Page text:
decided: December 16, 1983.
HARRY K. MOBLEY, JR., PETITIONER
WORKMEN'S COMPENSATION APPEAL BOARD (HANDY AND HARMAN TUBE CO., INC.), RESPONDENTS
Appeal from the Order of the Workmen's Compensation Appeal Board in case of Harry K. Mobley v. Handy & Harman Tube Co., No. A-79418.
William F. Livingston, Rosenstein & Homano, for petitioner.
Martin J. Fallon, Jr., Swartz, Campbell & Detweiler, for respondents.
Judges Blatt, Doyle and Barbieri, sitting as a panel of three. Opinion by Judge Doyle.
[ 79 Pa. Commw. Page 155]
This is an appeal of an order of the Workmen's Compensation Appeal Board (Board) which affirmed a decision of a referee to modify benefits to Harry K. Mobley (Claimant). We affirm.
Claimant was employed by Handy & Harman Tube Company (Employer) and suffered an injury to his back on April 28, 1978 while performing his duties as a draw bench operator. He continued working until July 17, 1978. Pursuant to a notice of compensation payable dated October 13, 1978, Claimant received compensation for total disability from July 19, 1978. On December 18, 1978, at the request of the Employer's carrier, Claimant returned to work performing light duties. He continued to perform light duties when, on January 2, 1979, after two hours of work, the Employer instructed him to return to his regular duties as a draw bench operator. Claimant, because of residuals of his injury, was unable to perform his pre-injury job, and from January 2, 1979, to the present, Claimant has not worked at all.
On December 18, 1978, Employer filed a Petition for Termination or Modification of Agreement. Following several hearings, the referee, on June 10, 1980, determined that Claimant was capable of performing light and sedentary work from December 19, 1978, but that such work was made unavailable to him by the Employer when he was ordered back to his old job on January 2, 1979. The referee went on to find that light and sedentary work again became available to the Claimant, within his educational, vocational and physical limitations on December 7, 1979. Claimant's benefits were modified accordingly. On appeal, the Board affirmed and petition for review by this Court followed. Before this Court, Claimant argues
[ 79 Pa. Commw. Page 156]
that the referee's findings are not supported by substantial evidence.*fn1
Before the referee, a physician called as a witness for the employer testified that he had examined the Claimant and found no physiological indication that Claimant suffered any residual effects from his April, 1978 injury. He opined that the Claimant was able to return to duties performed prior to the injury. Testimony by Claimant's treating physician offered the professional opinion that Claimant continued to experience pain and restricted movement even when performing light and sedentary work such as he had from December 18, 1978, to January 2, 1979, and was therefore totally disabled. We have, then, a situation where the employer's doctor has opined that the Claimant has fully recovered, the Claimant's doctor offering his opinion that the Claimant was still totally disabled, and the referee finding that the Claimant had a permanent partial disability. May the referee make such a finding when neither doctor has so testified? Questions of credibility and the resolution of conflicts in the evidence are the province of the referee when, as here, the Board takes no additional evidence. Crouse v. Workmen's Compensation Appeal Board, 57 Pa. Commonwealth Ct. 430, 426 A.2d 749 (1981).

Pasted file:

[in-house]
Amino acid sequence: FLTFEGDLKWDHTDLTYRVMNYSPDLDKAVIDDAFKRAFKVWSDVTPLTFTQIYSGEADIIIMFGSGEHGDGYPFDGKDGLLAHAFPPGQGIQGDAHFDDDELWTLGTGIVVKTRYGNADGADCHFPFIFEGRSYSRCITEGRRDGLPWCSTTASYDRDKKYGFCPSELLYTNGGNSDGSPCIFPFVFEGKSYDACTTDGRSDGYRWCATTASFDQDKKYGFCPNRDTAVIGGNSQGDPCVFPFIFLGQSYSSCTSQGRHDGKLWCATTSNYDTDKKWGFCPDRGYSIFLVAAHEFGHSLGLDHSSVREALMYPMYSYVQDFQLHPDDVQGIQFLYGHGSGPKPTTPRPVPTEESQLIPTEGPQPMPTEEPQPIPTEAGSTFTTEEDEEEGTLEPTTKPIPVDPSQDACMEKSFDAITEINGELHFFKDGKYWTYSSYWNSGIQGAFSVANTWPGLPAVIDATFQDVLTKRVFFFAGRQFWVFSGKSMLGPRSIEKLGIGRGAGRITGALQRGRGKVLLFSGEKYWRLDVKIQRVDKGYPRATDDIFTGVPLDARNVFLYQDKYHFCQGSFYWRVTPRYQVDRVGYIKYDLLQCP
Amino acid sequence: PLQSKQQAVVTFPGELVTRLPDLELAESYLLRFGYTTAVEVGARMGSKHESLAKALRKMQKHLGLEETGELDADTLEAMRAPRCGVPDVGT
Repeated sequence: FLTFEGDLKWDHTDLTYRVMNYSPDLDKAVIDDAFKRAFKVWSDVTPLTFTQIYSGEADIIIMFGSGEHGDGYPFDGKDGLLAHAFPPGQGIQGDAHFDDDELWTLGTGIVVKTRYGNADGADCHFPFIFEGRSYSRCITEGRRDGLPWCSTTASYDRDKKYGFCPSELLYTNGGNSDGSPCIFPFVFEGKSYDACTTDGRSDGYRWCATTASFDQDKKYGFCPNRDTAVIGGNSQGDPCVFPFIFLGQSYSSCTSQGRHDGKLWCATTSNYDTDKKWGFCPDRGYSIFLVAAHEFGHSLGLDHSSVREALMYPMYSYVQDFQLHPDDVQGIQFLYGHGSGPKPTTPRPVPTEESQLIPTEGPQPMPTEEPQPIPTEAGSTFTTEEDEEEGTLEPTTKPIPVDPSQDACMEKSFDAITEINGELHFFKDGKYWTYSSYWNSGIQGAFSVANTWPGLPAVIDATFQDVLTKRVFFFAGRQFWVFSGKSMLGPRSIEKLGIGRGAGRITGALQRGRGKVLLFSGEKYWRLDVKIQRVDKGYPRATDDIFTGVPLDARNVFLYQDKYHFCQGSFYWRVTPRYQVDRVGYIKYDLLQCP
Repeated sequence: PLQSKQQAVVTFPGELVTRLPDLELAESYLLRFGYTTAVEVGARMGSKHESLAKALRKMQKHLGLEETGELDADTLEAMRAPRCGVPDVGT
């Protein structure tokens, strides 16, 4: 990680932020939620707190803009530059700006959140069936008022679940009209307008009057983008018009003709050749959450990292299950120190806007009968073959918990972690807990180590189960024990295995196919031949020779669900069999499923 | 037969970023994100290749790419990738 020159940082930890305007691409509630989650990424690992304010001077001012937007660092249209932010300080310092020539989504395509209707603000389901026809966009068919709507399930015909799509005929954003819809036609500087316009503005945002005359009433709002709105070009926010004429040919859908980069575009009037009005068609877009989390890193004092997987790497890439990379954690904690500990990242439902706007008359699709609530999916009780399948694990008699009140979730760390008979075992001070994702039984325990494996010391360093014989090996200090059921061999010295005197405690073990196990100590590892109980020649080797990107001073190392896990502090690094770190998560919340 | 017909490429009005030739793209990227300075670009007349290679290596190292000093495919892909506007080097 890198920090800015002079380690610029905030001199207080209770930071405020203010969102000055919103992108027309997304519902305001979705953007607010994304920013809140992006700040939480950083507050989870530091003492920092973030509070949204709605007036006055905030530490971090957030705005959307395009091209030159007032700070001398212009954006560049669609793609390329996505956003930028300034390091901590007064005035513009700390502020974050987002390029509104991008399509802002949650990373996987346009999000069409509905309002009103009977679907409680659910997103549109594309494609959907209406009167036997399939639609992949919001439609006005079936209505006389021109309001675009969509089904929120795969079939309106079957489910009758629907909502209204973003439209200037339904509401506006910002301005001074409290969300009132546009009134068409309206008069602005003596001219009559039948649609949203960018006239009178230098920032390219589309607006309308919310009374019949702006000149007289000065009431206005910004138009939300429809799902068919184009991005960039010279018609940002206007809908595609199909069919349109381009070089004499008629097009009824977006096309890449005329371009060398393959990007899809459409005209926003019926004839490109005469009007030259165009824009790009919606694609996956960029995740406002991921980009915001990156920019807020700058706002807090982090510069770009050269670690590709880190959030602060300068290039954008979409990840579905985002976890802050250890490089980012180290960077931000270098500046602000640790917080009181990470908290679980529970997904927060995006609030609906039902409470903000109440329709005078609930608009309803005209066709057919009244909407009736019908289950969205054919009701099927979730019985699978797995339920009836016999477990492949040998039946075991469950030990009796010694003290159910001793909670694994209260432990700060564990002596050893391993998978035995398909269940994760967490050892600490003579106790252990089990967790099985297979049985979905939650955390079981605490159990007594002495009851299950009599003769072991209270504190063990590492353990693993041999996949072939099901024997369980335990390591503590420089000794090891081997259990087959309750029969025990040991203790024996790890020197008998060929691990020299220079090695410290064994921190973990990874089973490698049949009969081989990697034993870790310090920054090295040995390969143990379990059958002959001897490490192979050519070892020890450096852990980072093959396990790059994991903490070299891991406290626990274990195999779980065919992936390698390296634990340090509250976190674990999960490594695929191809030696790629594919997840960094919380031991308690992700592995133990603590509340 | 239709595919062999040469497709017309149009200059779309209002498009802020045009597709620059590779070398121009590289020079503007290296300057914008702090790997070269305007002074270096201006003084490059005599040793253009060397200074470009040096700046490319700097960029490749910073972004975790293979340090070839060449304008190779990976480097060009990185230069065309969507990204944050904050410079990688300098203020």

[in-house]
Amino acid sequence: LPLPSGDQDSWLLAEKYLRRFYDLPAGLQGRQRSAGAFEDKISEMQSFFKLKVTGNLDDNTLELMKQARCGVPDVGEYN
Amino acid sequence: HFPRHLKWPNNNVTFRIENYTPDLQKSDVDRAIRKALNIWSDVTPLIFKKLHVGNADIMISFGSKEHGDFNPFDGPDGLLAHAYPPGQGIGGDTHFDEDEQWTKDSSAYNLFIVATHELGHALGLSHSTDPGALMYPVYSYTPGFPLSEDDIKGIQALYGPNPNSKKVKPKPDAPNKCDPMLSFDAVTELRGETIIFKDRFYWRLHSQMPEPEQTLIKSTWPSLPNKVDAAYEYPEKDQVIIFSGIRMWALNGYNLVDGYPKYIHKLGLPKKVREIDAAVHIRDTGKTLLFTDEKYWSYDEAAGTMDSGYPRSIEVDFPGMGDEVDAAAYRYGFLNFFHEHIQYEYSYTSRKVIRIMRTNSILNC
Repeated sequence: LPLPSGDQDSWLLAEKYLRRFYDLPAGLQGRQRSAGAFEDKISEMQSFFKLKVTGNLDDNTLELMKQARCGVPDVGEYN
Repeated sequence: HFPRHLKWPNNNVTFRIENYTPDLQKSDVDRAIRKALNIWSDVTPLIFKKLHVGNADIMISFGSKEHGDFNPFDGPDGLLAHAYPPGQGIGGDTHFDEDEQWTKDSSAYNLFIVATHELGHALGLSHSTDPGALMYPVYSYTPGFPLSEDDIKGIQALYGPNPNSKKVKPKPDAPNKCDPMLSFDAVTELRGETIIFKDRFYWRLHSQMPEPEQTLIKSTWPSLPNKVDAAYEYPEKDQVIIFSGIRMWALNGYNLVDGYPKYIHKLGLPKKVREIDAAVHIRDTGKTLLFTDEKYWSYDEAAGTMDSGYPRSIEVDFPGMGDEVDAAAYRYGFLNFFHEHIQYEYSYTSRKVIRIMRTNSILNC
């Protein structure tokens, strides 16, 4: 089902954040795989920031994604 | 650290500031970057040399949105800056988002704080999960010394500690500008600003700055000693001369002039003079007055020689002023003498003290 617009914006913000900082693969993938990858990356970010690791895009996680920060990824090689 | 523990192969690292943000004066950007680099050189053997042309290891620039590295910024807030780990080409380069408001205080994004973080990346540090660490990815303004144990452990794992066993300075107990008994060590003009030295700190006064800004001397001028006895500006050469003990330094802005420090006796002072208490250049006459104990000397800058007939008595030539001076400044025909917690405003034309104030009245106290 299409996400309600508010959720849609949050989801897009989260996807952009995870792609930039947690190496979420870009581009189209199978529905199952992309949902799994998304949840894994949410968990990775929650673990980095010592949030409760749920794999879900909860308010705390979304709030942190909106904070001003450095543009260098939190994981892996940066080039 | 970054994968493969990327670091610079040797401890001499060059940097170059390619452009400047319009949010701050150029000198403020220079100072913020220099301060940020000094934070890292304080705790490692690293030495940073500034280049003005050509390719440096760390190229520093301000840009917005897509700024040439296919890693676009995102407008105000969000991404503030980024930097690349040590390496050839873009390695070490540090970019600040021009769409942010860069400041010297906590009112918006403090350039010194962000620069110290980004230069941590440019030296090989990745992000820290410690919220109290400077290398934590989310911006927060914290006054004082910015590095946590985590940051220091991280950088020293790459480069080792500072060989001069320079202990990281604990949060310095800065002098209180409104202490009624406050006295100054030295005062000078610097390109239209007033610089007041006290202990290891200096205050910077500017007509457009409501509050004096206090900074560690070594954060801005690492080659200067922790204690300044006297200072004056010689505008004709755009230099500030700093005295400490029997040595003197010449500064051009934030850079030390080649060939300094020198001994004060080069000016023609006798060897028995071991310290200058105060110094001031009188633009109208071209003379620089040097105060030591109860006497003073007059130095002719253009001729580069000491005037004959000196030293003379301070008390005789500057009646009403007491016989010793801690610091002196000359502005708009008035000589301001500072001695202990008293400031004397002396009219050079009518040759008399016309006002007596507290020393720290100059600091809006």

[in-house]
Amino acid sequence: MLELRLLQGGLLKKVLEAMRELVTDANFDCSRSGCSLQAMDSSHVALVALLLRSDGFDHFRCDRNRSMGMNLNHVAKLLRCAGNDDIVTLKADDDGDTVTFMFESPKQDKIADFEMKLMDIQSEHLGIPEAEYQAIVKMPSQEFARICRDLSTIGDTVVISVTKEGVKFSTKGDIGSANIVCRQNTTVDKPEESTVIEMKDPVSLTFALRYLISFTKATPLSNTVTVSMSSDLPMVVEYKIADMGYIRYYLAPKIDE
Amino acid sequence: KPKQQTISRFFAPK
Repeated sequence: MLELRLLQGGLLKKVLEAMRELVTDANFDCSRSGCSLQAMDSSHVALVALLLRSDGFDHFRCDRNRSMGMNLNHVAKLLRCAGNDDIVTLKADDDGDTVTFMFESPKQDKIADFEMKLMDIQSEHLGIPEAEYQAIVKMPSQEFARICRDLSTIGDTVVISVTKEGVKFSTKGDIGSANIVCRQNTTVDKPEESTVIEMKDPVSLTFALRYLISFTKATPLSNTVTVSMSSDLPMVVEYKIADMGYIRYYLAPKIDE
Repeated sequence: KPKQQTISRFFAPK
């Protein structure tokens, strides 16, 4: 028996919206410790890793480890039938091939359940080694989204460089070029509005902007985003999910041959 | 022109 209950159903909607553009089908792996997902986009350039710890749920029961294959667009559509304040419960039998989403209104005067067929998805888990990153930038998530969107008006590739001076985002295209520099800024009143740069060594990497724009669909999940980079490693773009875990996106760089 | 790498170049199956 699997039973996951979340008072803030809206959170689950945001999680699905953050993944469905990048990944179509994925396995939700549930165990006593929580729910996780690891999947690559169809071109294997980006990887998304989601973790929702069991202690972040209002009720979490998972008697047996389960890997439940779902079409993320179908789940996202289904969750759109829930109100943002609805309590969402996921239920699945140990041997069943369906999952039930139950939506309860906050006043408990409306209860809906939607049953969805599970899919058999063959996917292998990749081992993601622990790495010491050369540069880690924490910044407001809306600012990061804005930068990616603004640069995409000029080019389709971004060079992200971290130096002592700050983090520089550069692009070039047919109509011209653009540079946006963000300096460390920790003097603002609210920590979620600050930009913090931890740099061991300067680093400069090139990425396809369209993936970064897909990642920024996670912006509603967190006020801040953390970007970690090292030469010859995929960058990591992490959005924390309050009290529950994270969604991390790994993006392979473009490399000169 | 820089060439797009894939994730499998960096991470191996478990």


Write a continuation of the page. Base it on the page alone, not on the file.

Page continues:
[ 79 Pa. Commw. Page 157]
The referee's findings will not be disturbed when supported by substantial evidence. Id. Implicit in the testimony of the employer's doctor that the Claimant was totally recovered, must have been the subsumed fact that the Claimant was also partially recovered. The referee was free to credit the testimony of each physician in part, see Sears Roebuck & Co. v. Workmen's Compensation Appeal Board, 48 Pa. Commonwealth Ct. 161, 409 A.2d 486 (1979); American Refrigerator Equipment Co. v. Workmen's Compensation Appeal Board, 31 Pa. Commonwealth Ct. 590, 377 A.2d 1007 (1977), and conclude that, although the Employer had failed to prove that the Claimant was totally recovered, the evidence showed that Claimant was capable of light and sedentary work and remained only partially disabled. The referee's finding of partial disability is thus supported by substantial evidence.
Also before the referee was the deposition testimony of Doctor Philip Spergel, Director of Psychological Service at Moss Rehabilitation Hospital. Dr. Spergel testified that he is directly involved in the placement of patients at Moss back into the labor market. He testified further that light and sedentary work was available in Claimant's local labor market and identified specific employers who had such work available. When a claimant is unable to return to his former occupation, the employer bears the burden to show the availability of work which the claimant is capable of performing. Workmen's Compensation Appeal Board v. Pennsylvania School Board's Association, 28 Pa. Commonwealth Ct. 618, 369 A.2d 503 (1977). Coupled with the medical evidence relied on by the referee to support his finding that Claimant was capable of performing light and sedentary work, Dr. Spergel's testimony of specific instances of available
[ 79 Pa. Commw. Page 158]
light and sedentary work in Claimant's labor market supports the referee's finding that the employer had discharged his burden to establish the availability of work which the Claimant could perform.
Now, December 16, 1983, the order of the Workmen's Compensation Appeal Board in the above referenced matter, No. A-79418, dated October 29, 1981, is hereby affirmed.